Dance Nation at the Almeida Theatre
At some point, we’ve all had one foot firmly planted in the comforts of childhood and the other in the terrors of adult life, the between-ager years where self-perception starts to coalesce, polluted by a heightened awareness of the world and the world’s heightened awareness of us. Clare Barron’s Dance Nation explores this with a raw familiarity and often glorious filthiness, a hybrid coming-of-age comedy-sports drama that manages to subvert and circumvent the myriad clichés that arise in both genres.
Under the petty tyranny of Dance Teacher Pat (a wonderfully nasty and pathetic Brendan Cowell) a troupe of pre and not-so-prepubescent girls – and Luke – have their sights set on Tampa, trophies and personal triumph. Top of the class, as always, is Amina (Karla Crome), closely followed by best friend Zuzu (Ria Zitrowicz), their relationship perilously resting on the altar of ambition.
It should be said that director Bijan Shebani – and a game cast – hasn’t copped out when it comes to the dancing. Working with choreographer Aline David, the production contains multiple full-on routines that, as well as being genuinely impressive, contain the same humour, weirdness and character as the script.
There is a far inferior version of this play that sentimentally looks at the movement into womanhood and the bonds that these girls – and Luke – make learning to dance. Barron isn’t interested in portraying that journey as a linear progression, however, placing nascent masturbation next to the earnest enjoyment of toy horses. No clean shift from child to adult, only the slow and messy process of shedding limbs and layers until you’re the same but different.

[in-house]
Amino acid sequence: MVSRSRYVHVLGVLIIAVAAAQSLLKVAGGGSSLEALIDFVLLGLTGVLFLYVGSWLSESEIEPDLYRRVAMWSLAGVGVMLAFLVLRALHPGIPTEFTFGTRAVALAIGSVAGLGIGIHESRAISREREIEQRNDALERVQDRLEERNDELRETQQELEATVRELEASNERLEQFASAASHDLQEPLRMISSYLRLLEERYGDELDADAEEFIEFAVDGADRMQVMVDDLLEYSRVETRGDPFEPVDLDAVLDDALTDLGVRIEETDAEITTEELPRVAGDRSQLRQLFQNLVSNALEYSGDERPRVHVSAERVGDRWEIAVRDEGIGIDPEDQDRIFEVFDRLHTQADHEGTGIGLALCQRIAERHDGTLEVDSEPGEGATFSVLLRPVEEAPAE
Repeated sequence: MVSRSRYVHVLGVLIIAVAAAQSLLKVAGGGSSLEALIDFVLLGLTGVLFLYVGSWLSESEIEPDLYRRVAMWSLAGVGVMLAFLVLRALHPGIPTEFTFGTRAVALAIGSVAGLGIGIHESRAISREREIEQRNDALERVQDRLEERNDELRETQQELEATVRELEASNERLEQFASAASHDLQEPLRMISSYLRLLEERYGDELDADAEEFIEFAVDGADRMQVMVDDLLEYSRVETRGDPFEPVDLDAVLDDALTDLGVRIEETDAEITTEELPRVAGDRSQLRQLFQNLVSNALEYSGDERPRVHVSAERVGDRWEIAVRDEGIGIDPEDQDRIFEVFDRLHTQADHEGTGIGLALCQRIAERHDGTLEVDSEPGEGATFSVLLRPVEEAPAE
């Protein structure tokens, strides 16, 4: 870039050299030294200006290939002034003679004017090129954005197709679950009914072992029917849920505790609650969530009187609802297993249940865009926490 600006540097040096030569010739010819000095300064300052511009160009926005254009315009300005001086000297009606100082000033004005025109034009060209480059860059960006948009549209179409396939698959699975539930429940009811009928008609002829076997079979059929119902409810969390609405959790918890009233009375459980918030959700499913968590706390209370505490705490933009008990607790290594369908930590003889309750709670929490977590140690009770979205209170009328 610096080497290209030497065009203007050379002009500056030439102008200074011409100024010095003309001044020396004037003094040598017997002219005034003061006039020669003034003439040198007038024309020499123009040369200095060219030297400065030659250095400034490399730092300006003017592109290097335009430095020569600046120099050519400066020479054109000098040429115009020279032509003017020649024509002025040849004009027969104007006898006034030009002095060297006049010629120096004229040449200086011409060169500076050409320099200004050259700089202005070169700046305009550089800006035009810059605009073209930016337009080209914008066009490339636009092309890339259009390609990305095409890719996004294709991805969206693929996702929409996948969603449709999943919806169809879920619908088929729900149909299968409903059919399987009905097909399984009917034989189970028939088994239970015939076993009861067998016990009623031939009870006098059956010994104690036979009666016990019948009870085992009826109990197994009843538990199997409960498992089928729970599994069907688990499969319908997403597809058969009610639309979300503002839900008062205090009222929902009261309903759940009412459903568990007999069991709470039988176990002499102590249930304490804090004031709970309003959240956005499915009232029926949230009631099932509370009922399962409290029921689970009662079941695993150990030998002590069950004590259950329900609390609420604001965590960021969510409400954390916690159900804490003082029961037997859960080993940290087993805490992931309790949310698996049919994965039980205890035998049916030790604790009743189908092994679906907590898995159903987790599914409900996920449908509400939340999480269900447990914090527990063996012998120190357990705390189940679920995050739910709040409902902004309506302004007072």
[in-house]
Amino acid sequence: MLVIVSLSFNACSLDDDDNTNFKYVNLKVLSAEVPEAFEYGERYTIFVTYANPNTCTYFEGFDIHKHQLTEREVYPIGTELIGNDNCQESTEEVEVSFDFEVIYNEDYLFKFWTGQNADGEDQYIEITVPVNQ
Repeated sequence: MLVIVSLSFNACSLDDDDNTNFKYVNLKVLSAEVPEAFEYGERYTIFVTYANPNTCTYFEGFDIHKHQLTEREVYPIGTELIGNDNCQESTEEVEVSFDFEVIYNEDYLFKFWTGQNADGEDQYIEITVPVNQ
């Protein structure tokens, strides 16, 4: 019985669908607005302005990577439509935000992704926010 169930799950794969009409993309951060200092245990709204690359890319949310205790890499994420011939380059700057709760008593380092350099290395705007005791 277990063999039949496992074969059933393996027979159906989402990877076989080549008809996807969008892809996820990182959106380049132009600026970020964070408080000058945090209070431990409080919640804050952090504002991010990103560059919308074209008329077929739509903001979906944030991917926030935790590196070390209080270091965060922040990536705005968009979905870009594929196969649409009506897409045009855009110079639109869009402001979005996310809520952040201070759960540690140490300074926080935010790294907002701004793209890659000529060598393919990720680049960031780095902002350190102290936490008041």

All this is, of course, doubly, triply, infinitely harder for young girls, who have ass-slapping teachers and leering bystanders trying to shame and claim their bodies – which are bleeding and bubbling in ways previously unknown – before they’ve even had a chance to get to grips with how they feel about themselves.
But while the playwright doesn’t shy away from showing this reality, neither is she willing to make her girls prey. They are – in the words of the casting note – fuelled by a “pagan feral-ness and ferocity”, with scenes of vampiric madness and ritualistic friendship, and monologues brimming with the inchoate, hard-fought wisdom of their future selves (all the teens are played by adults).
It is in these monologues that the play truly shines, from Zitrowicz’s heartbreakingly self-aware acknowledgement of her unsensational talent to Crome’s fierce and focused closer. Best is Kayla Meikle’s magnificent rallying cry, an expletive-laden statement of intent that doesn’t ignore or deny self-doubt and fear but pushes through it, right through until her Ashlee has the world’s head on the curb and is threatening to stomp.
Photo: Marc Brenner
Dance Nation is at the Almeida Theatre from 27th August until 6th October 2018. For further information or to book visit the theatre’s website here.